Join LifeBridge Health VP & CIO Tressa Springmann (@tresspringmann) and fellow panelists at the annual #HealthITChicks Meetup at #HIMSS18 on Tuesday, March 6 at 2pm. Learn more about the session, “Making the Ladder Lateral: Advice from #HealthITChicks on Creating the Career Path That Works Best for You,” here.
How long have you been in health IT, and what made you gravitate towards – and stay in – the field?
I believe everyone in the industry has a healthcare ‘story’ – so many of us have had really great opportunities outside of this largely nonprofit but full of extremely personal stories arena. Mine has always been a healthcare one; it became a healthcare IT one over 20 years ago. Coming up through the leadership ranks in IT finally to the position of CIO for the last 14 or so years, the teams I have led have made such a difference in assisting other clinical team members and the patients we serve in a meaningful way. They SEE and experience a direct line of sight into how they improved patient care and the patient experience. So very many people spend their entire careers without experiencing what my teams and I do with a high degree of frequency. It has been an exciting time to be a part of automating the hig- touch world of patient care, and I believe we are just beginning to FINALLY feel that future benefit we all know exists.
Do you consider your career path to be a traditional one?
I hopped over into the IT space after recognizing a few years out of college that medical school and the research path I was on was not my flow … BUT that the automation and management opportunities offered me in a basic science research lab gave me a thrill and joy that no 2 am assay timepoint could. I found that my strong deductive reasoning skills honed as a biology major (focusing on molecular biology) were identical to the troubleshooting and requirements definition skills a good analyst leverages. Sure, there were times when I felt like the uninvited unicorn among the traditional computer scientists, but it became clear project over project that my nontraditional path led me to an industry and roles that I have been able to excel and gain tremendous reward in.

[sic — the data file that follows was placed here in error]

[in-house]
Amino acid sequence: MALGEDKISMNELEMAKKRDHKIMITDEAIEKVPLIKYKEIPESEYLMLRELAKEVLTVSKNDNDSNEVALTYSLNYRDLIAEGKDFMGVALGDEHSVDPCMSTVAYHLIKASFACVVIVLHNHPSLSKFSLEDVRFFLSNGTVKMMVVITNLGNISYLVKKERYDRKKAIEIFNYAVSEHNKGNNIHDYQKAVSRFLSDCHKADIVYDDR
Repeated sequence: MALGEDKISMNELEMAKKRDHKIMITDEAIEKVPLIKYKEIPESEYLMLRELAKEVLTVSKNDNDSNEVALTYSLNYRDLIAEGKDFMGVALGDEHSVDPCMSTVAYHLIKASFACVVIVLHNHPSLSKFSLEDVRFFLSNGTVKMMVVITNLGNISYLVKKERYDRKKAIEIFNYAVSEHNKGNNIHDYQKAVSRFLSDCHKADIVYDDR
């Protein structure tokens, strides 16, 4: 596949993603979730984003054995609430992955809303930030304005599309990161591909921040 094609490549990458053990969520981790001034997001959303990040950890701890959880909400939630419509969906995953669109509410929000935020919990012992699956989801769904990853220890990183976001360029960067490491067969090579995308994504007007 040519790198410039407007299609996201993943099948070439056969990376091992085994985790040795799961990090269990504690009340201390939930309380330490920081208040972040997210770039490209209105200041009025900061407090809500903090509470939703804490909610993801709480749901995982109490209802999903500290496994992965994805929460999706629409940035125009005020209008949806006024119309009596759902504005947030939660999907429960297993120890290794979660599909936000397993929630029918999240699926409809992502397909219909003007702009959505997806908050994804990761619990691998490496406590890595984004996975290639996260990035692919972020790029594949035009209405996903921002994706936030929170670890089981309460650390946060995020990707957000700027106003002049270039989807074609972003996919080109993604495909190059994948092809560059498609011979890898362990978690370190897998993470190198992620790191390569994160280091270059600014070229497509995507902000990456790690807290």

I am an example of someone who did the work then became the someone who oversees the doing of the work. Over time, I have been rewarded with the ability to evolve my management skills to become that influential leader I have admired, followed, and still strive for.
My former experience in protein chemistry and genetics is about to come full circle – our EHRs will house the human genome enabling our ability to provide patients with therapies tailored to them. I believe my ability to lead with WHY creates that essential sense of purpose provides more intrinsic motivation than so many other incentives, especially when we come to this industry by choice.
What advice can you offer women in health IT looking to make their career path their own?
My advice to anyone considering this as their own career path includes a few elements – unicorns can be cool (embrace it if you find yourself in the same place in your own nontraditional story); find selective female and especially male mentors; and DON’T wait for anyone to recognize how great you are and offer you that dream position – you’ve got to define it and ask for it yourself (and if you only think your 60-percent sure it’s the right thing, ask anyway)! And remember, although it isn’t easy, it really can be worth it and not something that requires 100 percent of all you have – balance and stamina are required for the long haul!